The end of the reality TV series Work of Art has New York Magazine critic rationalizing his appearance on the show–at least to himself:
Did I “win” or “lose” by being on the program? Art and TV have always been bad bedfellows; they never get one another. If watching this show sometimes made the hairs on the back of my neck stand up, I can only imagine what it did to the hairs on the back of the collective neck. Yet I honestly never thought of saying no to this show. I loved doing it; it changed the way I think — somewhat, anyway. I wanted to see if art criticism was porous and supple enough to actually exist on a different stage.
And it did. I’m not referring to all the strangers who stopped me and said, “Why’d you eliminate Trong?” (or one of the other artists). In the middle of the street — or, once, in the Dallas airport — I’d be having animated conversations about art and art criticism. That confirmed my suspicion that many people have inner critics dying to get out.Continue Reading
Bravo’s reality show about art is getting hammered from both sides of the cultural divide. The Los Angeles Times’s David Ng complains that not one of the contestants remarked upon the Audi sponsorship embedded in their latest challenge. Indeed, as Brent Bozell of the conservative Patriot Post somewhat unintentionally points out when he complains about the sexual nature of all the contestant’s attempts at creating shock art, Contemporary artists think sex–the most commonplace allusion in our porn-saturated media–is somehow shocking but they can’t recognize the overwhelming nature of corporate sponsorship in their lives and work. It’s much safer to “confront” prudishness than it is to upset the sponsors:
This isn’t the only work of “art” with that theme. There’s the man who titles his painting “My Tranny Porno Fantasy.” He explains what he’s going to paint: “I have this vision of myself as post-coital, post-bondage, post-(ejaculation) tranny with really bad makeup, an electrical cord around my neck and a pink wig.” He worries aloud, laughing out loud, that the semen isn’t visible enough on his painted face. His colleagues are shocked — and love it. “Ryan’s piece is just … a little … yeah,” one contestant laughs nervously, approvingly.Continue Reading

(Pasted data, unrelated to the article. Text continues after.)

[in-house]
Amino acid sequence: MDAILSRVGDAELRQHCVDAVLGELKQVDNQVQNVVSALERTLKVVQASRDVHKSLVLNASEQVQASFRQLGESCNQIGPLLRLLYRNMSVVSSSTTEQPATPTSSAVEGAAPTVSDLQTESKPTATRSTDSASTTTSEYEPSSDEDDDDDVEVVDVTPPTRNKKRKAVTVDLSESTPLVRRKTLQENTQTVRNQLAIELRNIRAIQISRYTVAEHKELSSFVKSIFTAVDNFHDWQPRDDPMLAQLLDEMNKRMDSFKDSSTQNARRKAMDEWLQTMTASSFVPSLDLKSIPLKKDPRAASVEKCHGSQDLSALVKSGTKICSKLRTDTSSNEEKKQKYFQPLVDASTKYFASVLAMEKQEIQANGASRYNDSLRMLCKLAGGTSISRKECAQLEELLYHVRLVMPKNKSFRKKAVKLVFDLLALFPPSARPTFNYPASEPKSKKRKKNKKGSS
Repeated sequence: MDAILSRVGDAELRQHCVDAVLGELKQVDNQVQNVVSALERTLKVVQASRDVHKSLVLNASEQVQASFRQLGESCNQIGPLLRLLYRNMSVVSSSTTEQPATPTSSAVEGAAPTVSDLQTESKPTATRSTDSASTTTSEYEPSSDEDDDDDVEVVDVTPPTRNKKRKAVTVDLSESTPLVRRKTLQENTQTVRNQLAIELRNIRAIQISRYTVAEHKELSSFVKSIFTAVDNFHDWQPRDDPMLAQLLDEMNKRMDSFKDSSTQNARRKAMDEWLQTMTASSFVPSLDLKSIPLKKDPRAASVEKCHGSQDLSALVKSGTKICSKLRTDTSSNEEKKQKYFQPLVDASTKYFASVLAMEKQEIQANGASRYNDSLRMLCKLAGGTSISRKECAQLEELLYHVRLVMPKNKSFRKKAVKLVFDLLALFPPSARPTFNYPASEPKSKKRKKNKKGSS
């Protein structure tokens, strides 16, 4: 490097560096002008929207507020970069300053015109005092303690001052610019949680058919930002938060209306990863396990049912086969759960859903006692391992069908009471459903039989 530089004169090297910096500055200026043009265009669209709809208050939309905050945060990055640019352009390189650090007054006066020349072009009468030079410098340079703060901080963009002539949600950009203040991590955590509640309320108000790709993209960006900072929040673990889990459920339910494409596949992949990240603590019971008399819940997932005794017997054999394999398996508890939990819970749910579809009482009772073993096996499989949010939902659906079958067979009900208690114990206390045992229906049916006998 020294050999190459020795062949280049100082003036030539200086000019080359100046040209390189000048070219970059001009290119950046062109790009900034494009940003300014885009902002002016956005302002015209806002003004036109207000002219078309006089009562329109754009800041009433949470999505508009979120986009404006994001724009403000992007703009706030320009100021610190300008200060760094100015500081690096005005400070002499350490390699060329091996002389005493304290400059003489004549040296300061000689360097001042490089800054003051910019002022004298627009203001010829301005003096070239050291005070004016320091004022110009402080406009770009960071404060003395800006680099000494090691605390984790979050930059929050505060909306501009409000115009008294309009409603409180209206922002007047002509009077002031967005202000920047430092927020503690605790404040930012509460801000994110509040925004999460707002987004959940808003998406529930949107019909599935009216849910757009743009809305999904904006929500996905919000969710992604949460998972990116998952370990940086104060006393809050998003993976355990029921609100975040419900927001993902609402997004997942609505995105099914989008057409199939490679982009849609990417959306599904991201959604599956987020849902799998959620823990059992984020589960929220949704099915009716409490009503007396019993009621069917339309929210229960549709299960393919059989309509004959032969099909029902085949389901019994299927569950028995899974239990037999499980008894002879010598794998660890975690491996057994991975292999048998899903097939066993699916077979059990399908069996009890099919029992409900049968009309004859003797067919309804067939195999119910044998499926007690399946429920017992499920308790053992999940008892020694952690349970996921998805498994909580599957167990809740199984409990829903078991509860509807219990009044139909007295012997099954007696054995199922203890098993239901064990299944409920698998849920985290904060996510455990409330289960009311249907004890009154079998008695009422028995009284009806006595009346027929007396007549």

For all the art-loving Bravo addicts out there, Artinfo is doing exit interviews with Work of Art’s weekly losers. Like most recent Bravo shows, Work of Art is a big slice of guilty of pleasure, whose layers feature a touch of cultural zeitgeist, a healthy helping of pure spectacle and a thick coating of delicious despicability. In Artinfo’s Q&A, the lastest artist to get the boot (Trung Nygu-yen), challenges art worlders who are in a huff over the series to stop hating.
I know there are a lot of other artists and professionals and colleagues in the art world talking the show down and stuff, but if someone asked you to do the show, would you do it? It’s that kind of thing. Well, you have this great opportunity to experience this, why wouldn’t you do it? It’s the difference between living an active life and living a passive life. So I always go for the route of active.
Not sure that Nygu-yen’s gonna change anyone’s mind about the show with his active vs. passive argument. Perhaps a better tack to take is that it’s not like fame-mongering is something new for the art world, so why not just sit back and enjoy the show.